01 February 2010

Posted to the PragProg January Magazine (PDF epub mobiforum

re: Andy Lester’s NY Resolutions I find that my sense of contentment rests on having a combination of hope for a brighter future, a reasonable plan for getting there, and and reasonable standards in what I consider success at any given stage.

Let’s say I hope and plan on having my dream job by the end of this year. But, by relying on an idea of ‘dream job’, I am setting myself up for disappointment. My standards are too high and not well-enough defined. I would better serve myself by making a goal that is more specific and attainable. For example, I may decide that my goal is to have a new job or be in a more marketable place through developing my Ruby on Rails skills and getting involved in my local community. And so forth.

I may then say, that I would prefer a place that is more challenging, more social, has more room for creativity, and is good for my career, at an acceptable salary increase. But of these wishes, how much can I ‘settle for’ or achieve and still be happy? Setting reasonable goals and standards is key to feeling content about my progress.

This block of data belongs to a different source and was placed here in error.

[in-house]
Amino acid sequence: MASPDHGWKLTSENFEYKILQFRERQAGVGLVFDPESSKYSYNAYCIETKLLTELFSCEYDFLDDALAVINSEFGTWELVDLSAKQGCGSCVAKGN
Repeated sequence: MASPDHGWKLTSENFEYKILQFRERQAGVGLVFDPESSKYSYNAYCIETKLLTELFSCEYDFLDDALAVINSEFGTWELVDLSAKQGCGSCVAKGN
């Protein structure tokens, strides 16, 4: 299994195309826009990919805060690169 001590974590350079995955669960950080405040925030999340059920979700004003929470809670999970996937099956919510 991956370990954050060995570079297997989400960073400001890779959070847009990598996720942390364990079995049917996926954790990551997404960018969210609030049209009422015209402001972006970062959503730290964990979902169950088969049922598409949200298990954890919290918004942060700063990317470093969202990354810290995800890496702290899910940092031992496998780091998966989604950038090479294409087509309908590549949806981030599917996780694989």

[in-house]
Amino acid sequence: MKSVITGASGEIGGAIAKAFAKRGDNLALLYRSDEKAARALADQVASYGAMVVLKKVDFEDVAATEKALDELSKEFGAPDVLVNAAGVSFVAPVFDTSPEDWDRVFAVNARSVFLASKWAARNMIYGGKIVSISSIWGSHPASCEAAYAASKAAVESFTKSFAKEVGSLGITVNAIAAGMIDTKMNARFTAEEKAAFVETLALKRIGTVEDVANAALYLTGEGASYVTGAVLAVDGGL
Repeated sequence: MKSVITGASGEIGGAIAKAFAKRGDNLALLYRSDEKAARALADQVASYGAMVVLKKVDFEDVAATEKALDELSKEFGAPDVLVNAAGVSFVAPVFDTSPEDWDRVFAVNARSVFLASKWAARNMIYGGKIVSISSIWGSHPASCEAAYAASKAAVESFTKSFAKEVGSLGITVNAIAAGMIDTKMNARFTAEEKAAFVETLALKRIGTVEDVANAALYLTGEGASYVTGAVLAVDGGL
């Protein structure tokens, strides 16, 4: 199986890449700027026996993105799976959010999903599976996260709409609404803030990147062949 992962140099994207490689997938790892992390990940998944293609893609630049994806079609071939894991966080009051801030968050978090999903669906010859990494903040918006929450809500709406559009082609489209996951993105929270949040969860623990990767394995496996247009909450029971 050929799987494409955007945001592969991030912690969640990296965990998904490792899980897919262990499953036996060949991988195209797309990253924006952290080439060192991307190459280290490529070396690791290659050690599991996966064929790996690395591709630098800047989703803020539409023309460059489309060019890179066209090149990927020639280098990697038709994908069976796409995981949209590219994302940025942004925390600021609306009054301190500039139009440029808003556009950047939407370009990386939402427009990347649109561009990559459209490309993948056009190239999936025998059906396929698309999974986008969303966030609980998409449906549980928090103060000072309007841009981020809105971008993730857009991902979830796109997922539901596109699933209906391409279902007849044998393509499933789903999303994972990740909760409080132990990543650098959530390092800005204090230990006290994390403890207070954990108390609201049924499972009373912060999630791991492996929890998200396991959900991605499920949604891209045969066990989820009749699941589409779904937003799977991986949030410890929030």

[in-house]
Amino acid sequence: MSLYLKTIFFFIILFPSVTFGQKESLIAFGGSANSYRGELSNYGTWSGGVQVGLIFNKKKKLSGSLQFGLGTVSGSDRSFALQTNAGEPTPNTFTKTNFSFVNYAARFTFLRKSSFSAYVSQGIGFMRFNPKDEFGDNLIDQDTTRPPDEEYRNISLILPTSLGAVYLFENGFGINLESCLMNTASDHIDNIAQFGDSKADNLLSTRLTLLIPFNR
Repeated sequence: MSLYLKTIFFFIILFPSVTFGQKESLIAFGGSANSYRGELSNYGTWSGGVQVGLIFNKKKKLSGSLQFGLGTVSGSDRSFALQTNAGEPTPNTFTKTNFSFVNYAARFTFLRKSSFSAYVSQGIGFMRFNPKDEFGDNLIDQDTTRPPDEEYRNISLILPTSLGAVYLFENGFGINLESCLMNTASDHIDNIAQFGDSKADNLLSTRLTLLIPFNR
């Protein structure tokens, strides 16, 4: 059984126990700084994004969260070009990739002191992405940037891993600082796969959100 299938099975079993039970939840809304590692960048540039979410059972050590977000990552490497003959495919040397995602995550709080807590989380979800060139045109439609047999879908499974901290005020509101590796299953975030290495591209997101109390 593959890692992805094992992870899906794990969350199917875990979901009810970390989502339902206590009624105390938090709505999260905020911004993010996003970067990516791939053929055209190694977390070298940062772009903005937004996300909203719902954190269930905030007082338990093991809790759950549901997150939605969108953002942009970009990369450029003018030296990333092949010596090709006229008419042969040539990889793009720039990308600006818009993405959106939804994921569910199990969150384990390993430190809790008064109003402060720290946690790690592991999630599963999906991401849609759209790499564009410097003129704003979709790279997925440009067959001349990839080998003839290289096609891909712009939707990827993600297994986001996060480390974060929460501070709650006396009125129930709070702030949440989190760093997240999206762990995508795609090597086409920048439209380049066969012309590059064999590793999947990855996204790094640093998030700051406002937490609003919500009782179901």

Lastly, the well-known axiom “How does a project get behind? One day at a time” has a reverse corollary—that I should try to make regular progress towards my goal before time slips away, one day at a time.

Note: This applies to any kind of goal, not just vocational goals. Having reasonable standards is the key.

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